Recording Level

I tried to keep the max level just under –1db. Some tapes started out with low audio but then audio increased and lots of clipping and distortion took place. We may need to re-record some tapes.

Audio Filters

  • Envelope Adjust: This was used in some cases where a segment of audio was lots highewr than other segments. I lowered the big audio to match the lower audio
  • Click Removal: Hard to know optimal control settings. I used 150/35 for most.
  • Noise Removal: Get a noise profile from a part of the tape with just noise then apply Noise Removal to entire tape. It’s hard to know what the optimal settings are for this process.
  • Noise Reduction: The basic idea is to Select a quiet area in the sound track that has just noise. You select this and then: Effect -> Noise Removal… -> “Get Noise Profile”. Then, select the entire track and do this: Effect -> Noise Removal… “OK” after adjusting parameters.
  • Normalize: I used –1db or 0db and mostly always applied this as the last filter. Here again, you select the entire track and do: Effect -> Normalize… -> “OK” after adjusting parameters.

Basic Workflow

  1. Cut the dead space, if any, from the ending, middle splice between cassette sides and beginning.
  2. Apply the Effect -> Click Removal filter
  3. Apply the Effect -> Noise Removal… filter. Find a couple seconds of quiet audio which has noise you want to remove, and get the Noise Profile from that after adjusting parameters. 9db seems to be good number experimentation is in order. Sometimes I tried 12db. Sometimes I applied Noise Removal twice while using different noise profiles.
  4. Optional use of the Envelope Tool.
  5. Apply the Effect -> Normaliz… filter. I mostly used either –1db or 0db.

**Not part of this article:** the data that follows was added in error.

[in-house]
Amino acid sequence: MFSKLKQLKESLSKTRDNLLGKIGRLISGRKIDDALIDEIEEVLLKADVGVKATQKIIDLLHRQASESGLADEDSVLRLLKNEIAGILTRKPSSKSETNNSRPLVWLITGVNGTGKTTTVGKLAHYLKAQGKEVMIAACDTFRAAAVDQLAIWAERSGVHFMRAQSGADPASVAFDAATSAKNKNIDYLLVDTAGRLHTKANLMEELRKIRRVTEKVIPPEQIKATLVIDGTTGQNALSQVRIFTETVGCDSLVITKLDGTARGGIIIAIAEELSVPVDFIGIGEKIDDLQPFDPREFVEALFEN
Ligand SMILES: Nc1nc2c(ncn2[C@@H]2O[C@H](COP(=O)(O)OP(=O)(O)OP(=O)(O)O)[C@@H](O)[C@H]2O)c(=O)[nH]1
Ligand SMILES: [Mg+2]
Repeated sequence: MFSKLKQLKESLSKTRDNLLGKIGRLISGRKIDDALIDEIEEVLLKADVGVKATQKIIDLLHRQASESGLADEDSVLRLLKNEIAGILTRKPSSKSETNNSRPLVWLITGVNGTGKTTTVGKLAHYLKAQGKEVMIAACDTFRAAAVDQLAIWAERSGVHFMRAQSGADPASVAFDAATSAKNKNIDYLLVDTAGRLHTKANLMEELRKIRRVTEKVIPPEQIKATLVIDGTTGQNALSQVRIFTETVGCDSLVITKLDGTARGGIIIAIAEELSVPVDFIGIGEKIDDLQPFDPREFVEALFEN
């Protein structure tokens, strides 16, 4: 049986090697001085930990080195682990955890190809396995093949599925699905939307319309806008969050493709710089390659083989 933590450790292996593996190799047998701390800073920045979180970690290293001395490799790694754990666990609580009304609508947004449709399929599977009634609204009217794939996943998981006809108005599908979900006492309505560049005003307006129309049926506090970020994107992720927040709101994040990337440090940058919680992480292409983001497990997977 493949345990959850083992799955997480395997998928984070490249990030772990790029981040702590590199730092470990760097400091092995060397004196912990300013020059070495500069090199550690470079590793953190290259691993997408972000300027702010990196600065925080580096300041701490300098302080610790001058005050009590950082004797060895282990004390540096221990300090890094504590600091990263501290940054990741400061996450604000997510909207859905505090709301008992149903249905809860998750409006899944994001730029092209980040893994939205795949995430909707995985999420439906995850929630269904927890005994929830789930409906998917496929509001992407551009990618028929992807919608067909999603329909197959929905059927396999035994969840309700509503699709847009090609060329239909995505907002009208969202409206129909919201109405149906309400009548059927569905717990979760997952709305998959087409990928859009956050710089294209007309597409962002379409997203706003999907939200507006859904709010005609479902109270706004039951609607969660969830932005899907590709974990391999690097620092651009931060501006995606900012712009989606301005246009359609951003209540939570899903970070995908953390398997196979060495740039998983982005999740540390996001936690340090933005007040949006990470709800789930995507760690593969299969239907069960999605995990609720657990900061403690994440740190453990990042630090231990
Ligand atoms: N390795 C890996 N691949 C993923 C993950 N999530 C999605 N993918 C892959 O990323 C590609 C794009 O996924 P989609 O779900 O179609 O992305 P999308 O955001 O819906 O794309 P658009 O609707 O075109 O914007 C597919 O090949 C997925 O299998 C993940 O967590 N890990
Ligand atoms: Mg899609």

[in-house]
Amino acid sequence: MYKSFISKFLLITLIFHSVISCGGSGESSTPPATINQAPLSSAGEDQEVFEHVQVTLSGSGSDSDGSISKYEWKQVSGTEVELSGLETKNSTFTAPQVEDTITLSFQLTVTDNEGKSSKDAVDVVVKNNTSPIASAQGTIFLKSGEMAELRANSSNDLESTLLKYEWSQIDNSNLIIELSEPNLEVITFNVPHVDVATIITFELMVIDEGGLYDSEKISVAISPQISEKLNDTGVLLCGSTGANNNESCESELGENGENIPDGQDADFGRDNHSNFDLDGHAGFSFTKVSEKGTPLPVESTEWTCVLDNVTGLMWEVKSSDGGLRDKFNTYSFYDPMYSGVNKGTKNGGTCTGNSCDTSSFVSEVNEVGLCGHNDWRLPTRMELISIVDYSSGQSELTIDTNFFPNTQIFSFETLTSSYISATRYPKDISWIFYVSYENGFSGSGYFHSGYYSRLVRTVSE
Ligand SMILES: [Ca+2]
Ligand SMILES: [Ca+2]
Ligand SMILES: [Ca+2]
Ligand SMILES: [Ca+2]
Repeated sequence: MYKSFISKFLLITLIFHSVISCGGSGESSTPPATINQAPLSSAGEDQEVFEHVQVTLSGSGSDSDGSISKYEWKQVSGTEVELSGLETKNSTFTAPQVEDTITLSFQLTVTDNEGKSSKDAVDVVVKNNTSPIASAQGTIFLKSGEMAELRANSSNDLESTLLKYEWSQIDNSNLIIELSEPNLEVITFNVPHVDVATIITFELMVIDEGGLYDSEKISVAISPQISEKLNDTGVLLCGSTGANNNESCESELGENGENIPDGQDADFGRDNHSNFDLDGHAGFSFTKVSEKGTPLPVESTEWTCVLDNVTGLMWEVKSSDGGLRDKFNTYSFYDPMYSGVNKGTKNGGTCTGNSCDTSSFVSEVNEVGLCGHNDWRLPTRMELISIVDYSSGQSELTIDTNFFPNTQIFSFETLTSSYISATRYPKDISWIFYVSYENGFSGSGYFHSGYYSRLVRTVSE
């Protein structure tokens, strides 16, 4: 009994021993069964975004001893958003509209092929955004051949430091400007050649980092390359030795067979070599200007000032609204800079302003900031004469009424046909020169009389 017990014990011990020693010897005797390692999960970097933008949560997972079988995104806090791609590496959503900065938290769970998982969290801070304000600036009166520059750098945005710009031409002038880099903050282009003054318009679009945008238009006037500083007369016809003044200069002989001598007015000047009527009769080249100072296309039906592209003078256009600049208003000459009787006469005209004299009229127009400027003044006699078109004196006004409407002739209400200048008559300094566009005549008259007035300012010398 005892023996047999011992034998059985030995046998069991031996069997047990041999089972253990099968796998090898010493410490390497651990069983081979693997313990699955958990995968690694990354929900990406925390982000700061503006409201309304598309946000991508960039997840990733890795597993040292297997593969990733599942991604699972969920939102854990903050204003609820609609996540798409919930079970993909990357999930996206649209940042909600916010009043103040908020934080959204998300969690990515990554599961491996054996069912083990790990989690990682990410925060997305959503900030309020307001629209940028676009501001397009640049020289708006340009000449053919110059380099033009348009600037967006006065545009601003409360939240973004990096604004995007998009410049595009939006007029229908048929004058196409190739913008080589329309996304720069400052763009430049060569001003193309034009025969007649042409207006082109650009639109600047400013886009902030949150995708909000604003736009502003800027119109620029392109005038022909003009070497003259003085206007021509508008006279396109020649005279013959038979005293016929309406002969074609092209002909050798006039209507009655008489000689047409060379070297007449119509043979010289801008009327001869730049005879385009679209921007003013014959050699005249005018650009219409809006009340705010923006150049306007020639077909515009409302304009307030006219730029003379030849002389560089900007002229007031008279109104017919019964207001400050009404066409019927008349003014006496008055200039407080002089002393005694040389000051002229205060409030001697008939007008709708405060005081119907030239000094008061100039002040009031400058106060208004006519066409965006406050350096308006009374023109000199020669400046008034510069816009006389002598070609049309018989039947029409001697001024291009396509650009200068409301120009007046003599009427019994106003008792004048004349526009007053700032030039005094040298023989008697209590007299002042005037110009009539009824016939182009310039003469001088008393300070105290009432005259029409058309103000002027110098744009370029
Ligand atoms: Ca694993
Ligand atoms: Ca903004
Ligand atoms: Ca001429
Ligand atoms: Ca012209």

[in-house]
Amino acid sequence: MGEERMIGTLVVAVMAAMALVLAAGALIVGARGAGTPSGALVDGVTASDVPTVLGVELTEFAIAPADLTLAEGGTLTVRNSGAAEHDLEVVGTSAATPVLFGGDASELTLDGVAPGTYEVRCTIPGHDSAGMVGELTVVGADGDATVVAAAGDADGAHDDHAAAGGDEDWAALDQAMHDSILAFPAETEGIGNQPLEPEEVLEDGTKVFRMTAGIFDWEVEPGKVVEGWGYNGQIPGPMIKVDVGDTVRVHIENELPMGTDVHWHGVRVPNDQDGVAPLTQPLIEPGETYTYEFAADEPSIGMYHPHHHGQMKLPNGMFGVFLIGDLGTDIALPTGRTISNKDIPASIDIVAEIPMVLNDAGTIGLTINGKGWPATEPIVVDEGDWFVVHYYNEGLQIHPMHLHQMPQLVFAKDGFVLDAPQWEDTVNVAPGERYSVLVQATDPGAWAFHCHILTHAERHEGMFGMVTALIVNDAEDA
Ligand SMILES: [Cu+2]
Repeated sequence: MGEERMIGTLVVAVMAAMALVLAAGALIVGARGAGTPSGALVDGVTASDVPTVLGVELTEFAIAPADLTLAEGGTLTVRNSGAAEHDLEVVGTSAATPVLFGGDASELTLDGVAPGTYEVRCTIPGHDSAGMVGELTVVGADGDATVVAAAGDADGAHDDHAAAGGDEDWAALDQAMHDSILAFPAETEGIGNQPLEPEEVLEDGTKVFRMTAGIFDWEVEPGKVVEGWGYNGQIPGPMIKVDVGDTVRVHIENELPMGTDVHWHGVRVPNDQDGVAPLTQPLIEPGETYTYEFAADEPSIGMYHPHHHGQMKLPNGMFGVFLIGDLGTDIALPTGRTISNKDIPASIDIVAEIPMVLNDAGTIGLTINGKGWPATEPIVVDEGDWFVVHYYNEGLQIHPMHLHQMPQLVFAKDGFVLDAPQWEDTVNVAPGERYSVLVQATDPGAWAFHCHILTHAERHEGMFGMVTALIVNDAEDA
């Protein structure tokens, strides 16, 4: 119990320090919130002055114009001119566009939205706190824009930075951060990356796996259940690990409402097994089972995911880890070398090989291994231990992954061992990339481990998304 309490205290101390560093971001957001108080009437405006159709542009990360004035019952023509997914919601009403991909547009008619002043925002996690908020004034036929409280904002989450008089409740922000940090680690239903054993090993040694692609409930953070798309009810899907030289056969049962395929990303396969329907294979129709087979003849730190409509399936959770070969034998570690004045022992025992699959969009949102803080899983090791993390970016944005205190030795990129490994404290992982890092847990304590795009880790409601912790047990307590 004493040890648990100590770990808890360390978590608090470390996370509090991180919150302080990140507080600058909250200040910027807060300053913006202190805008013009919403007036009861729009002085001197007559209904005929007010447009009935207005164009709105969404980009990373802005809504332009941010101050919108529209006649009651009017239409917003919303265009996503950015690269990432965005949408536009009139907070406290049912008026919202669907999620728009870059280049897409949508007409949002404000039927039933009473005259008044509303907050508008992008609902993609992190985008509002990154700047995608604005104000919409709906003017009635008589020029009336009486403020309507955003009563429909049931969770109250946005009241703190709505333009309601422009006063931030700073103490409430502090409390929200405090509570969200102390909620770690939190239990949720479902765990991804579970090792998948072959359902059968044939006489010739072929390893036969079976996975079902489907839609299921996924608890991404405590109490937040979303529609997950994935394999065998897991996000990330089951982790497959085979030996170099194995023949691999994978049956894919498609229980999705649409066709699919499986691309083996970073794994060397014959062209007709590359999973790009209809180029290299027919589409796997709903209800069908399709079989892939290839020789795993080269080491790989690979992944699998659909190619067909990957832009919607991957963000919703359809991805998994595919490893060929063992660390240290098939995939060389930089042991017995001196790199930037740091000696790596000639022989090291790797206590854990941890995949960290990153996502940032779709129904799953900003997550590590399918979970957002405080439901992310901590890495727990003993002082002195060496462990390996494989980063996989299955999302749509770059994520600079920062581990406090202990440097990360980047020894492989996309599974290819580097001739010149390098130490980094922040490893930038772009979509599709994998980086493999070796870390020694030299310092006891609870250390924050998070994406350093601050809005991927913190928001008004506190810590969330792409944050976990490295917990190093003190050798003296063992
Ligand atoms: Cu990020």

6. Workflow changed as I got into this project and learned more stuff.

Tips and Tricks

  • It’s handy to have a cassette tape repair kit avialable
  • Tapes break in many different ways
    • Broken take-up reel: I replaced take-up reels by harvesing old reels from old tapes I had around the house. I spliced in the leader from old reels.
    • Broken tape:
    • Mangled tape: I removed a few feet here and there that was so mangled it just wouldn’t work. That seemed to fix the problem.
    • Seriously mangled tape: I had two tapes (014 and 004) which became bound up on the take-up reel to the extent that the tape stopped turning. There is no easy way to take the cassette apart other than to destroy it. The tape is nearly impossible to fix when this mangling starts. Tape becomes twisted, folded, and doesn’t feed on the take-up reel. The thickness of tape becomes bigger than the cassette can hold and the tape stops feeding. What to do with these tapes?
    • Tape spinning ahead at 5–10X Speed: No clue why this happens, but rewinding and trying to play the tape again and again may fix it.
  • It’s handy to glance at Audacity’s History file to make sure all steps were taken. Some steps take several minutes and while doing three things at once it’s easy to get confused and lose track.
  • A super fast computer really helps speed the process and keep a nice flow while working on each tape.
  • We don’t have a good way of doing OCR on the handwritten notes. Many of them are written into the Notes section of tracks. If you display Master Index sorted by Tape Number or Master Index sorted by Date, oldest first, you will have an opportunity of using your Browser’s Search engine to find text that otherwise might not be found. That may get you to a specific track and help find stuff.

A Challenge for you:

  • Listen to the original version of a track, and then listen to the enhanced version. If you know better noise reduction techniques then please contact me.
  • Listen to the the audio tracks and take notes, then send them to me. I’m wanting to get names, dates, places, and other information into my database so I can better cross-reference this material. I’m also wanting to correct any errors I may have made.